In some cases (e.g., OH, Cl), there may be multiple effects, and the overall influence of the substituents is determined by the balance of the R and I effects.  One effect may be stronger in one case than the other, so it wins out in one case and loses in another.  The substituent effects on reactivity have been studied experimentally, and the following chart summarizes the reactivity order, with strongest activators (in green) on the left and strongest deactivators (in red) on the right.  Thus amino groups are the strongest activators listed, and nitro groups are the strongest deactivators.

Chart showing substituent effect on reactivity, going from activators on left to deactivators on right

Directing Effects

In addition to exerting an effect on the speed of reaction, substituents on the benzene ring also influence the regiochemistry of the reaction. That is, they control where the new substituent appears in the product.

Remember, there are three different positions on the benzene ring where a new substituent can attach, relative to the original substituent.  Substitution could actually occur on five positions around the ring, but two pairs are related by symmetry. Isomerism in disubstituted benzenes can be described by numbering the substituents (1,2- etc) or by the relationships ortho-, meta– and para-.  There are two positions ortho– to the initial substituent and two positions meta– to it.

Ingold and colleagues investigated the question of regiochemistry in nitration.  They reported the following observations:

Table : Substitution patterns during nitration of benzene derivatives
R in C6H5R % o– product % m– product % p– product
CH3 56 3 41
Cl 30 0 70
Br 38 0 62
OH 10 0 90
CHO 19 72 9
CO2Et 28 68 3
CN 17 81 2
NO2 6 94 0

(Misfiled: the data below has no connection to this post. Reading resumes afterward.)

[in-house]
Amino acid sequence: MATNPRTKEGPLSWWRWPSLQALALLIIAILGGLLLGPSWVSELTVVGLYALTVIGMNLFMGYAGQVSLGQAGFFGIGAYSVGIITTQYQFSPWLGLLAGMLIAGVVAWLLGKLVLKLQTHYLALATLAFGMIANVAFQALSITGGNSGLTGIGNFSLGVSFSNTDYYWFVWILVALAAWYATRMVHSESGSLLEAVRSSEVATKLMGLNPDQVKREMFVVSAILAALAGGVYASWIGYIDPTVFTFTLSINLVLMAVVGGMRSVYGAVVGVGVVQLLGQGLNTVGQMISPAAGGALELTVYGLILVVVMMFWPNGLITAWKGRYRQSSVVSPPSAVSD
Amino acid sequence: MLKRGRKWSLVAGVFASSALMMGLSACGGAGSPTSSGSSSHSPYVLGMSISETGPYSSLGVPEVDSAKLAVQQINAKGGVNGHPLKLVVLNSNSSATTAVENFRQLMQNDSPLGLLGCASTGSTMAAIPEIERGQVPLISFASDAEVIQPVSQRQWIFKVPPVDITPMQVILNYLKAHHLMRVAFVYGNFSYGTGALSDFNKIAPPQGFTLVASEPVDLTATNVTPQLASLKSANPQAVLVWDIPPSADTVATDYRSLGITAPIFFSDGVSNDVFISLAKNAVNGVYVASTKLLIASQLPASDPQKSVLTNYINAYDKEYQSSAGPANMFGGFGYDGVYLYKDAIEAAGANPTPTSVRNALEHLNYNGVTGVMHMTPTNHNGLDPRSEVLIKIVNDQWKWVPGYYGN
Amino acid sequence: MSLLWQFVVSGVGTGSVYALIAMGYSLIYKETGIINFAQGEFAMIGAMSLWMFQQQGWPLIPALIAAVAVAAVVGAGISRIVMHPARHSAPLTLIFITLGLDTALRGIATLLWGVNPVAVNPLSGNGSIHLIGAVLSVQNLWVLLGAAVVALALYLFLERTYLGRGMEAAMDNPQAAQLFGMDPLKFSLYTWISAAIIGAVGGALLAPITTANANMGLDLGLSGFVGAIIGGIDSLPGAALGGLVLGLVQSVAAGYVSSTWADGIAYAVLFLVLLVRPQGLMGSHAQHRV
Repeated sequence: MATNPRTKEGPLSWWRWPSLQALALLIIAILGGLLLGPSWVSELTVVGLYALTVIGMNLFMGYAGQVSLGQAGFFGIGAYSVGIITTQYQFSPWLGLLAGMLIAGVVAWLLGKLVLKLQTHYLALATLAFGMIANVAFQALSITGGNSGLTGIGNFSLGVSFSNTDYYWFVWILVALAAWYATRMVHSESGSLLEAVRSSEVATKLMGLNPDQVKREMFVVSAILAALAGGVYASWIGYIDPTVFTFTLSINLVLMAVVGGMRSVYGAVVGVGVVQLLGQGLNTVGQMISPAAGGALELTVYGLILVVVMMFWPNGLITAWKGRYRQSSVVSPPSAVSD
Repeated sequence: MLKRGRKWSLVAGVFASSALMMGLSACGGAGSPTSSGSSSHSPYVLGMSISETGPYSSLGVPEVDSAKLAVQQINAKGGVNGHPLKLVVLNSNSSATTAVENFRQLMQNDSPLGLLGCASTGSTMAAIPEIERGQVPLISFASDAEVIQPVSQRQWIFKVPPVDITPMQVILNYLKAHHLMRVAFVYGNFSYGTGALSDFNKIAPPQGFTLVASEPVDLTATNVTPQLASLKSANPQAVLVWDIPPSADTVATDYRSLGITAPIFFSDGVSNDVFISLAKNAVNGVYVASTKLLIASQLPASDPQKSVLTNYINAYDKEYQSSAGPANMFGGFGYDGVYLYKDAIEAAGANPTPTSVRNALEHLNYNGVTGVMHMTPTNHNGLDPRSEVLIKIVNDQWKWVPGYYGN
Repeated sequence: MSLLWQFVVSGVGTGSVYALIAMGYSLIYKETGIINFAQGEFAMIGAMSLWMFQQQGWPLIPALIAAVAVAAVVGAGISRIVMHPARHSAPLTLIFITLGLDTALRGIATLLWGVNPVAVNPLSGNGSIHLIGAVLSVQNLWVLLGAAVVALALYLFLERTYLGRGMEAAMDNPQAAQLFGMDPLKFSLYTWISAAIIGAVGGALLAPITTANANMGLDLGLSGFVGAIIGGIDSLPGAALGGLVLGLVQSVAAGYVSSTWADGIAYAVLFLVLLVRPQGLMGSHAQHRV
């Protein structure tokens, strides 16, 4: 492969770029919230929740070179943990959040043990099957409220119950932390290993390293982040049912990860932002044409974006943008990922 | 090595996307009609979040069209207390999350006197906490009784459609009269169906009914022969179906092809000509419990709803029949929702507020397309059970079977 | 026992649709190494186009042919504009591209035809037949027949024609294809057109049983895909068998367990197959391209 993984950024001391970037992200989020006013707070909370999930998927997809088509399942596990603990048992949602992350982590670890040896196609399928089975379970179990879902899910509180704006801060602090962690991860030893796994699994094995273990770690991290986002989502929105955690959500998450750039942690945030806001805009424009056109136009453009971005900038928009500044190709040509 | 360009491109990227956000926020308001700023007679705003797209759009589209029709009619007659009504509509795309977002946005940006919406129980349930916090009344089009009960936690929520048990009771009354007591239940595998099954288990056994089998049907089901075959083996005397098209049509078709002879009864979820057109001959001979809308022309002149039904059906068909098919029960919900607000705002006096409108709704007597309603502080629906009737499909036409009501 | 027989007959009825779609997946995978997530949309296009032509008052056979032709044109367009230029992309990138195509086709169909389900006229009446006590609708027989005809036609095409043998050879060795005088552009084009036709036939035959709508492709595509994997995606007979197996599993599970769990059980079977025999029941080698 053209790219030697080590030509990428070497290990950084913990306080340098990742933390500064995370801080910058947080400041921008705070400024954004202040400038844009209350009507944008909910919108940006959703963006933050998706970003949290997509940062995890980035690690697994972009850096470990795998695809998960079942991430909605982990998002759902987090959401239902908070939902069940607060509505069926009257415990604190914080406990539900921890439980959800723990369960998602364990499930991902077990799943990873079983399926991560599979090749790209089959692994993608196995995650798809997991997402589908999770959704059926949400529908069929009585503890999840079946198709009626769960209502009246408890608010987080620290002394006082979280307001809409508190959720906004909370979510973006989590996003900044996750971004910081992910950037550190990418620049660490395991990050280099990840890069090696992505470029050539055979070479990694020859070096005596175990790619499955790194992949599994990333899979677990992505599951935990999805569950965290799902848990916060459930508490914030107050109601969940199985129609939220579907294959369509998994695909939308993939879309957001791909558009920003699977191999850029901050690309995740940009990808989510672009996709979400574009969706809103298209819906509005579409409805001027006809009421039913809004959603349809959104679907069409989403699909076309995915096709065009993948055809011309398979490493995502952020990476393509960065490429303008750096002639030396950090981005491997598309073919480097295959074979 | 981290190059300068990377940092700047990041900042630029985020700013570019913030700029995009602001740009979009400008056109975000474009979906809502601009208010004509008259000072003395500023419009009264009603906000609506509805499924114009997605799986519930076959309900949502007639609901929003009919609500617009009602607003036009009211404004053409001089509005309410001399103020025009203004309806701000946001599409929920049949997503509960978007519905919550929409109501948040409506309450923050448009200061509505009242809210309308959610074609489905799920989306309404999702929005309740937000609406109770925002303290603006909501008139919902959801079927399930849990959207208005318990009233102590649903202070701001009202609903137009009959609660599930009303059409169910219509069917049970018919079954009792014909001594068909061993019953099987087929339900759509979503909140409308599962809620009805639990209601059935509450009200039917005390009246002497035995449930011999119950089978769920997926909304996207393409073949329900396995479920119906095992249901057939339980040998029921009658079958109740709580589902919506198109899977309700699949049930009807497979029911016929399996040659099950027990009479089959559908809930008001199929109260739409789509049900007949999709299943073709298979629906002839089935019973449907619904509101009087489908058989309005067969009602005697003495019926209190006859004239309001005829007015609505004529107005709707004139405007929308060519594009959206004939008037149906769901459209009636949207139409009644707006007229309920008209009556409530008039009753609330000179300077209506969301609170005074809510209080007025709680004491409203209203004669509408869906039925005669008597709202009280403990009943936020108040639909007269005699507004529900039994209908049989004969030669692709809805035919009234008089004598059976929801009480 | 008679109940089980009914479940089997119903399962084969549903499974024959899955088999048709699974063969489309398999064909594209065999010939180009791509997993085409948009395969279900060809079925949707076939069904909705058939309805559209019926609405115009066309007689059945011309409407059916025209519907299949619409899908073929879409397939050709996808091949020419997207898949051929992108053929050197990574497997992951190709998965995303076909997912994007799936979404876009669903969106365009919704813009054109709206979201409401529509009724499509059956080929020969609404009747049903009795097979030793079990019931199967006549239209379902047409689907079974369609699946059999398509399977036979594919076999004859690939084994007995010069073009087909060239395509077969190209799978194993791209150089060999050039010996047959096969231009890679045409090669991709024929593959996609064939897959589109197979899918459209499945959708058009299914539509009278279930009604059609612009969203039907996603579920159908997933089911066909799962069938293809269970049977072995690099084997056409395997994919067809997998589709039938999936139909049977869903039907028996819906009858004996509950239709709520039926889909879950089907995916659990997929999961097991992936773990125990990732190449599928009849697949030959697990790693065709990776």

In looking at the table, you might see that there are two groups of substituents. One group reacts to make mixtures of ortho– and para– products. There may be different ratios of ortho– to para– and there may be small amounts of meta-, but don’t get bogged down in the details. Focus on the bigger picture. Some groups are “ortho/para directors”.

The other group reacts to make mostly meta-substituted products. Here may be small amounts of ortho– and para– products, but these groups are best described as “meta-directors”. These regiochemical effects are very closely related to the activating and directing effects we have already seen. If we want to understand these data, we need to think about things like π-donation, π-acceptance, inductive effects and cation stability.

Explaining directing effects in Friedel-Crafts reactions

As seen above, the reactivity of aromatic pi bonds in EAS reactions is very sensitive to the presence of electron-donating groups (EDGs) and electron-withdrawing groups (EWGs) on the aromatic ring.  This is due to the carbocation nature of the intermediate, which is stabilized by electron-donating groups and destabilized by electron-withdrawing groups.

image134.png

Alkyl groups are weakly ring-activating groups, as their electron-donating ability stems only from weak inductive effects. Substituents with heteroatoms connected to the aromatic ring are significantly more ring-activating than alkyl groups, because resonance electron-donating effects are possible.  Amines, for example, are very powerful ring-activating substituents, due to the ability of the lone pair on the nitrogen to stabilize the carbocation intermediate through resonance:

image136.png

Other ring-activating groups are shown below (in these figures, the R group can be a hydrogen).  All of these groups are able, in varying degrees, to stabilize the carbocation intermediate in an electrophilic aromatic substitution reaction. Notice that plain old alkyl groups are also (weakly) ring-activating.